The great Olympic gladiatorial contest took place in a barn loft. Earle went into battle expecting at least minimal co-operation from Beatrice. She had other ideas, and struggled against him like fury. The idea of her brothers standing watching made her fight all the harder, but at last her shoulders were pinned to the hay-covered floor.” Great,” said the twins in unison, “now kiss her.” But Beatrice wouldn’t co-operate in that either, and renewed the battle with even greater fury. Thus ended the first romance.

The first job was at the Bank of Commerce in Creston when Birney was 16, wages $15 a week. He was a “promising young man” when the bank transferred him to Vernon in the Okanagan Valley. Vernon was a three-day boat trip, and passing a waterfall on the Kootenay River he wrote his first poem – a very bad one, he says. Later he worked at some of the same jobs as the picaresque army private, Turvey, the hero of his first novel: swamper, rock-driller and ditch-digger around the Vermilion Lakes, axeman and rodman to surveyors on the Continental Divide. In some modern sense he was a mountain man, having fished the Kootenay canyons; pack-horsed into lakes in Banff National Park; guided tourists into the high ranges; hunted fossils on cliffs for museums and strung meteorological cable on Sulphur Mountain.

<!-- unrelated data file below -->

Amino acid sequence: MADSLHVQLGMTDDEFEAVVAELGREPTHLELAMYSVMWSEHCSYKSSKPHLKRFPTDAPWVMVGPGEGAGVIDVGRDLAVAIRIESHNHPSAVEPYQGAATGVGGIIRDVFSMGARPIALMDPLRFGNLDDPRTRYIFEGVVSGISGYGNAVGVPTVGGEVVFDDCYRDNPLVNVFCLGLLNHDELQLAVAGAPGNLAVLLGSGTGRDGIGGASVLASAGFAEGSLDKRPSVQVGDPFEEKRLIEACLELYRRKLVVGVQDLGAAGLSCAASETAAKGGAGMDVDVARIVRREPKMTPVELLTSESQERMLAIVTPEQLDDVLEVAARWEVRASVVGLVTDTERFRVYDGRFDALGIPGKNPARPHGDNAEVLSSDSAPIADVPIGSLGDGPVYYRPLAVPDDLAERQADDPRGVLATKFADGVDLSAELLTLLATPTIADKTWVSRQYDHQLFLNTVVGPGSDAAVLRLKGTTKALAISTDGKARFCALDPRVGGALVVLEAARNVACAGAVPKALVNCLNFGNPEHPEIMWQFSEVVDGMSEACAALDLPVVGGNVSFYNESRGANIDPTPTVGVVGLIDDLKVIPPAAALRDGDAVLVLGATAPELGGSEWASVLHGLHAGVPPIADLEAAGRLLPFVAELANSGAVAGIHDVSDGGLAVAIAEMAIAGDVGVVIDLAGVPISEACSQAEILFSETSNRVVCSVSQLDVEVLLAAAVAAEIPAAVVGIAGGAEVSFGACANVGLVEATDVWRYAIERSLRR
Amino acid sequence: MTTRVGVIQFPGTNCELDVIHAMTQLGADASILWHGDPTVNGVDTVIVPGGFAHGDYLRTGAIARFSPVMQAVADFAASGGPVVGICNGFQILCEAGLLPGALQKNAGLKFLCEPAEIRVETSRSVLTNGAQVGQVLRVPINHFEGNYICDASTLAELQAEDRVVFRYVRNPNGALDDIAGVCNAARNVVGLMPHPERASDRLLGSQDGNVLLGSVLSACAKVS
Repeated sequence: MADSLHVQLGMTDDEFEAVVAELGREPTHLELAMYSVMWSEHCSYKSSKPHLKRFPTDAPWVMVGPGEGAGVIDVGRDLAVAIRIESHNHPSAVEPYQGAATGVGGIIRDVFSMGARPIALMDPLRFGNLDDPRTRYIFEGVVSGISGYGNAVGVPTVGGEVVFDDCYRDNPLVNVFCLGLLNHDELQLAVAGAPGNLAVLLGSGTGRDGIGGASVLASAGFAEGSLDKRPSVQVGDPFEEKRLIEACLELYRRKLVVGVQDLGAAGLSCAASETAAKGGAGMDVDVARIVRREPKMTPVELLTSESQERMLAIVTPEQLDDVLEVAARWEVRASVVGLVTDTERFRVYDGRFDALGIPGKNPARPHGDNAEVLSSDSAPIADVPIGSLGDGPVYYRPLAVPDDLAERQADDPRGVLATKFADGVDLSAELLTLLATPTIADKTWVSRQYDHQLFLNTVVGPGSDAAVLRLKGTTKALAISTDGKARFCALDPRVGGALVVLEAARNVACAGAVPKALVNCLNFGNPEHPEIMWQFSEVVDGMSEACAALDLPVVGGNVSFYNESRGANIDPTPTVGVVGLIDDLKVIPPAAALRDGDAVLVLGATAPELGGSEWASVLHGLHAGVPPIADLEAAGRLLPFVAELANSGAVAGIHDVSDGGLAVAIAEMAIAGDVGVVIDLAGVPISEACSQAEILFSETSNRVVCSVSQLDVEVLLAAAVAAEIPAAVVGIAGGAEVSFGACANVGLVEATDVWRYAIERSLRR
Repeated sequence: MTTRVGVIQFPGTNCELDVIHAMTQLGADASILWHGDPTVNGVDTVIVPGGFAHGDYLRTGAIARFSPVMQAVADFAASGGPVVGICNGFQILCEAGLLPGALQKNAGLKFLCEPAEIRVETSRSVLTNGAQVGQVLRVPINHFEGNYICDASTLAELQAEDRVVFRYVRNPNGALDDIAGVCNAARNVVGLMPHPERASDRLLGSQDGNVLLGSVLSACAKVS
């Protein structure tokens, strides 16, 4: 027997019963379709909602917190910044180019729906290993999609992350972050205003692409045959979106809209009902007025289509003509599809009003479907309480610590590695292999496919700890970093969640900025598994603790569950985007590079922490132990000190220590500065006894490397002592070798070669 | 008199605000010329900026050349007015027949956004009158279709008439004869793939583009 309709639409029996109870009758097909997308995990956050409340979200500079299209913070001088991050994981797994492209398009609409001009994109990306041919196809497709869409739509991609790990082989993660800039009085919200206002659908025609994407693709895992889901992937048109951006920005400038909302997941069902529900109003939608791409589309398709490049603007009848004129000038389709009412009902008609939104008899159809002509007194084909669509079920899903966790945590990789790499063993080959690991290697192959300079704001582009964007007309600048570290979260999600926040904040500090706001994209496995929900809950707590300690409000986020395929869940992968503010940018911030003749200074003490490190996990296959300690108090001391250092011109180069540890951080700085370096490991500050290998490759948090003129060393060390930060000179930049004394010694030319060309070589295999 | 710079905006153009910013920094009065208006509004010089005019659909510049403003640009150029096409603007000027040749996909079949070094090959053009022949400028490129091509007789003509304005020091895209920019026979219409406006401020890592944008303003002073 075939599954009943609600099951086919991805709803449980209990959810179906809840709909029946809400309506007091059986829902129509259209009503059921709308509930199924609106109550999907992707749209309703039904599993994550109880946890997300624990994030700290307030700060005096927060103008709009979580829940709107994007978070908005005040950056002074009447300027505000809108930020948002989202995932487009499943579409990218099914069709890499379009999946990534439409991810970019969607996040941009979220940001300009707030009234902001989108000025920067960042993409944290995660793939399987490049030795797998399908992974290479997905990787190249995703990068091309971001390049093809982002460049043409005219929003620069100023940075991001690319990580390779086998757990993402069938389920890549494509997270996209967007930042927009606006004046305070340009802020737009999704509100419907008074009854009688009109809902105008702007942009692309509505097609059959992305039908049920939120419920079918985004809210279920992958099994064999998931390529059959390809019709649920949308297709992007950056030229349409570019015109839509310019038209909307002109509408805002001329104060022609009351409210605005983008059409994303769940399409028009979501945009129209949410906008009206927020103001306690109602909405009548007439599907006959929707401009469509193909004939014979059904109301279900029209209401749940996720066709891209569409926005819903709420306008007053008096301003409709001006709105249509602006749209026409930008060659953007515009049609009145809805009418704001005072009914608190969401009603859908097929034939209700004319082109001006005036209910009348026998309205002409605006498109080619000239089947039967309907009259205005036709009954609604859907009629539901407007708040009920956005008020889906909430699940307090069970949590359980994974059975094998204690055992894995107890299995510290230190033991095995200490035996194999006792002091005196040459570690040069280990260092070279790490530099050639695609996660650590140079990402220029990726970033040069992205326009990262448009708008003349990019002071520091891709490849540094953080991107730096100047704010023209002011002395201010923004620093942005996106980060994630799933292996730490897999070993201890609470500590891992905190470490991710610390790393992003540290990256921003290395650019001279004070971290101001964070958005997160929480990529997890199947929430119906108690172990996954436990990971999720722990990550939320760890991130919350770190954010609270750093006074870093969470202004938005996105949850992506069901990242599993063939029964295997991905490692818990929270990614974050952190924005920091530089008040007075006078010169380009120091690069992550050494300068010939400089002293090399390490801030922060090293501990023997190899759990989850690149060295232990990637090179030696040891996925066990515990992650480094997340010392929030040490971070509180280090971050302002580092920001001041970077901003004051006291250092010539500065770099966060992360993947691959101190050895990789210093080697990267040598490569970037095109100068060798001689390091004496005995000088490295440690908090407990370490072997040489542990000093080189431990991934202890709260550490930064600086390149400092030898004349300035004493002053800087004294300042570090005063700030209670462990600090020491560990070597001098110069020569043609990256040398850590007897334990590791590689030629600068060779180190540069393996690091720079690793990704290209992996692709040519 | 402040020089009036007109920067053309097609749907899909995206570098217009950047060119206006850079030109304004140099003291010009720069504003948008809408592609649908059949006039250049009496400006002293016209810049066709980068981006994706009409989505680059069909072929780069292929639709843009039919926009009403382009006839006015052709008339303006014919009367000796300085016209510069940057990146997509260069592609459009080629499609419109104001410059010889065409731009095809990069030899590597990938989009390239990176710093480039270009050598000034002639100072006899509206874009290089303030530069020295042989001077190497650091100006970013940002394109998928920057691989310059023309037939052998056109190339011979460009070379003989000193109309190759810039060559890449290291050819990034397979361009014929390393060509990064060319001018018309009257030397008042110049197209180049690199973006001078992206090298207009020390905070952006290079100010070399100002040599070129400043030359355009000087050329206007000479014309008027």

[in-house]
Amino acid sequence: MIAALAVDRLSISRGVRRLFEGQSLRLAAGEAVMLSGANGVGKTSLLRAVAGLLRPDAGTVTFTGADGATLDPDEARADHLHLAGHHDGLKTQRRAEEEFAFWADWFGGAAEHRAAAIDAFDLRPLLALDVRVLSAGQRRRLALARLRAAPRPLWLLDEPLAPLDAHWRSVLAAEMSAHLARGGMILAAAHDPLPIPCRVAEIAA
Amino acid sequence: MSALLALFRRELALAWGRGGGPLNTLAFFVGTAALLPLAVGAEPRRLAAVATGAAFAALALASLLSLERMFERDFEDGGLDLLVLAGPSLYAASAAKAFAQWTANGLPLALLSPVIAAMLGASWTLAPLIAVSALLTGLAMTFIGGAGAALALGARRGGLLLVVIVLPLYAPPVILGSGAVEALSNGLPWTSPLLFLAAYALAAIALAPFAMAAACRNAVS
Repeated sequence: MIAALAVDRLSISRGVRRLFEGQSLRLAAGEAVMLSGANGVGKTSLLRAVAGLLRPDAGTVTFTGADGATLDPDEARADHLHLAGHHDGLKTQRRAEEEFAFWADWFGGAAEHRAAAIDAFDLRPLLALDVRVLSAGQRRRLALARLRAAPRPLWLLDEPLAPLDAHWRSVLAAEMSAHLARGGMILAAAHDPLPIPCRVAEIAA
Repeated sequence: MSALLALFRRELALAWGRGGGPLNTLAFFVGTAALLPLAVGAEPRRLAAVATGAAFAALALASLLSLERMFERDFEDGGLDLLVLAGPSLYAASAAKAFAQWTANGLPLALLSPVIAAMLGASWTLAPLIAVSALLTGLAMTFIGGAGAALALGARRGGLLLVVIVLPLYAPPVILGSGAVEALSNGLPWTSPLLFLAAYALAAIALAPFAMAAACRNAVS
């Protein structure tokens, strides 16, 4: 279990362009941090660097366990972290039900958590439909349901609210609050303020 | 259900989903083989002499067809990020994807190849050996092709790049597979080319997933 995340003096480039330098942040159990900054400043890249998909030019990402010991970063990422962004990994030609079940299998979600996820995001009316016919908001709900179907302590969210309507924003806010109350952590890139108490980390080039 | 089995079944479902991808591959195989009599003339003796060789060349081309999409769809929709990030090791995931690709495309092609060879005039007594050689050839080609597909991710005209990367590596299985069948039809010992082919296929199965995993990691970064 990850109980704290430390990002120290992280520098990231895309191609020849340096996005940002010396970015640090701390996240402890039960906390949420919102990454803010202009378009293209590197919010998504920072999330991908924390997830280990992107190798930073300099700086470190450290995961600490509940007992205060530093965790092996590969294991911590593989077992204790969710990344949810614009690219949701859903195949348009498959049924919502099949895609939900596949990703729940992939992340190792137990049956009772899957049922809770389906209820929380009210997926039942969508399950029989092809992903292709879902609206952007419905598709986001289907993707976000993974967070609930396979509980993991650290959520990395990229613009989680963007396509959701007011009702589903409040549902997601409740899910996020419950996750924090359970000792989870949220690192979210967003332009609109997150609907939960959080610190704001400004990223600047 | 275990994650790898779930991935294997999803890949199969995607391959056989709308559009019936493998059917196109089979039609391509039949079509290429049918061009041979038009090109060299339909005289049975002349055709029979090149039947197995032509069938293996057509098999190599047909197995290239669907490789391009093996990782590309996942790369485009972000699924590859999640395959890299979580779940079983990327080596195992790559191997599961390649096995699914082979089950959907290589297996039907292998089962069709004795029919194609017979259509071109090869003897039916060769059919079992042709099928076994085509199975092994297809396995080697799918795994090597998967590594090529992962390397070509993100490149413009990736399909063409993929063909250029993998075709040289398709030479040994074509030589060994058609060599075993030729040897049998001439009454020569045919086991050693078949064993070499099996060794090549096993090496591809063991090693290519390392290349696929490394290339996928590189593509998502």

Birney got back on the academic track expected of a poet when he entered the University of Toronto at 18. On graduation in 1934, loaded down with degrees, he became an instructor at the Mormon-administered University of Utah, by that time a confirmed Marxist. He was fired from the school for Communist activities, but then rehired as the result of a student general strike. He interviewed Leon Trotsky in Norway; was jailed for failing to salute a Nazi parade in Germany.

And, ever since that first doggerel verse written on the Kootenay River, imitating all the conventional rhyming poets who were the only ones he knew at the time, Birney has been writing poems, poems and more poems. Poems, for him, are a sort of exorcism. He experiences something or witnesses an event, and even without knowing it at the time, a poetic nag may begin to work in his mind. Something wants to come to life, desires its own being. Visiting northern India in 1958, he caught a glimpse of two Kashmiri men from his passing car. They were driving a bear south on a nose chain, and likely it would be trained to dance – and make money for its owners in Delhi. A huge beast from the Himalayan Mountains. Very likely they had come hundreds of miles through mountain passes, down to the hot fevered plains of tropic India, themselves driven by necessity for money to live. All three in a sense prisoners.

After-images of the men and the bear pursued Birney for 14 months, along with guilt feelings of being a comparatively wealthy Western tourist in a country where poverty is the norm and people live in hovels. At last he exorcised those ghosts on a Mediterranean island. In about two hours and a dozen tinkering sessions afterwards, he captured men and bear along with himself, and caged them in the relative freedom of a poem. Its final passage, referring to the bear, runs like this:

It is not easy to free

myth from reality

or rear this fellow up

to lurch, lurch with them

in the tranced dancing of men.